King in Glidden: 'Local leadership is what does it'
Thursday, October 4, 2012
U.S. Rep. Steve King, R-Kiron, (left) inspect maps of the Raccoon Valley Electric Cooperative’s system with the organization’s CEO James Bagley on Wednesday morning in Glidden. Daily Times Herald photo by Douglas Burns
GLIDDEN — Raccoon Valley Electric Cooperative (RVEC) CEO James Bagley Wednesday led U.S. Rep. Steve King, R-Kiron, on a 90-minute economic-development tour of Glidden featuring upgrades to the member-owned utility system and a 23-lot housing development north of U.S. Highway 30.
“Around here, we pretty much try to take care of ourselves,” Bagley said.
RVEC, which serves 2,700 meters in Carroll, Sac, Greene, Guthrie, Crawford and Buena Vista counties, sustained some $60 million in damages over the past four years through ice storms and tornadoes, with 99 percent of downed lines and other problems hitting Carroll and Sac counties.
Bagley showed King maps of the Carroll and Sac systems, where about 75 percent of the planned improvements have been made.
“This system would stand an ice storm like we had before?” King asked Bagley.
“It better,” Bagley said.
Bagley said the weather-related repairs and upgrades should be finished by January 2014.
“We appreciate all your help with this,” Bagley told the congressman. “It’s been a huge undertaking.”
The federal government, through the Federal Emergency Management Agency, funds 75 percent of the repairs with 10 percent coming through the state and 15 percent from the RVEC.
Longer term, Bagley said, the distribution cooperative, which buys its electricity, has to rely on transmission lines from out of state. He doesn’t expect any nuclear or coal plants to go on line in Iowa in the near future.
“I just don’t see the political will to do it,” Bagley said.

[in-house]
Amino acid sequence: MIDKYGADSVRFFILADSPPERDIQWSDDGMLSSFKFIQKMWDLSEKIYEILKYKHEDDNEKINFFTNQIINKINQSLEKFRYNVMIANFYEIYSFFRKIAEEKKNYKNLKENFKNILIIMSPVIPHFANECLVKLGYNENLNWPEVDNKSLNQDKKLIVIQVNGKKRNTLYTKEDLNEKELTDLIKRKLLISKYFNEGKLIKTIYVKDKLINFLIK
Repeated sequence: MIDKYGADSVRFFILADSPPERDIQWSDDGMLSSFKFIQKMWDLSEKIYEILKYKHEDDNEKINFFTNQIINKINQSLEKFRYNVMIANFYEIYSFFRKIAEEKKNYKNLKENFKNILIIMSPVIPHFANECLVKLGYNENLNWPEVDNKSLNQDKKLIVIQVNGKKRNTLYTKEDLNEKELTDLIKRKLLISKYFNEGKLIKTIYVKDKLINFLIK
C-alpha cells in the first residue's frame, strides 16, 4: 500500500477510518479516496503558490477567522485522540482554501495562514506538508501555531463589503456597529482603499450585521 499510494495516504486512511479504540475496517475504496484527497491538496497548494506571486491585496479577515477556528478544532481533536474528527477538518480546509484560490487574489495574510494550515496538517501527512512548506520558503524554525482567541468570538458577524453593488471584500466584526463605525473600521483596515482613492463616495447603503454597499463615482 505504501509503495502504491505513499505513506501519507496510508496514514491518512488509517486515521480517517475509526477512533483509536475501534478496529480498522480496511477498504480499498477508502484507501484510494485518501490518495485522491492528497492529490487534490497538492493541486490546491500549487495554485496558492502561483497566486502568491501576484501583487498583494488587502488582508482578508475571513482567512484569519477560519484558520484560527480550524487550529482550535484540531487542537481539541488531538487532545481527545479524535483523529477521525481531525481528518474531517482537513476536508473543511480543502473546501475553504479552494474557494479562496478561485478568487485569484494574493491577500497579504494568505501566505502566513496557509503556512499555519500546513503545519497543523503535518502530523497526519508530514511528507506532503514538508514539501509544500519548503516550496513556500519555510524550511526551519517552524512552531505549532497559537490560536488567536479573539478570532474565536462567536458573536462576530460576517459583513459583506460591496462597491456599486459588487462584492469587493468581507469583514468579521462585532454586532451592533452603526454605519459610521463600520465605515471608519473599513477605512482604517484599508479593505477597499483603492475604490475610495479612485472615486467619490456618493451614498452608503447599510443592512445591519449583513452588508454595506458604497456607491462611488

Bagley and King were joined by several Glidden city leaders at the High View subdivision, a project spearheaded by the RVEC and a subsidiary of that organization.
“The best way to keep our school is to keep people moving in,” said Bagley, who lives in one of the four homes now occupied in the development.
Two more homes are available for sale with 17 lots on the market.
“What better thing to have for an investment,” King said as he watched students from Des Moines Area College’s Building and Trades program busy at work on another home.
King said that as people move from starter homes to the new development it frees properties for new residents and growth in Glidden.
King, now in a race for the 4th Congressional District seat with Democrat Christie Vilsack of Ames, said he has visited all 382 towns in the new political territory. Glidden is a community on the move, King said.
“I’m impressed with the progress that’s been made,” King said.
King spoke for some time with Glidden Mayor Roger Hartwigsen; Gary Schon, president of the Glidden Development Group (GDG); and Bob Linde and David McNamara, members of the GDG.
“I’m a small-town guy,” said King, who lives between Odebolt and Kiron. “Local leadership is what does it.”
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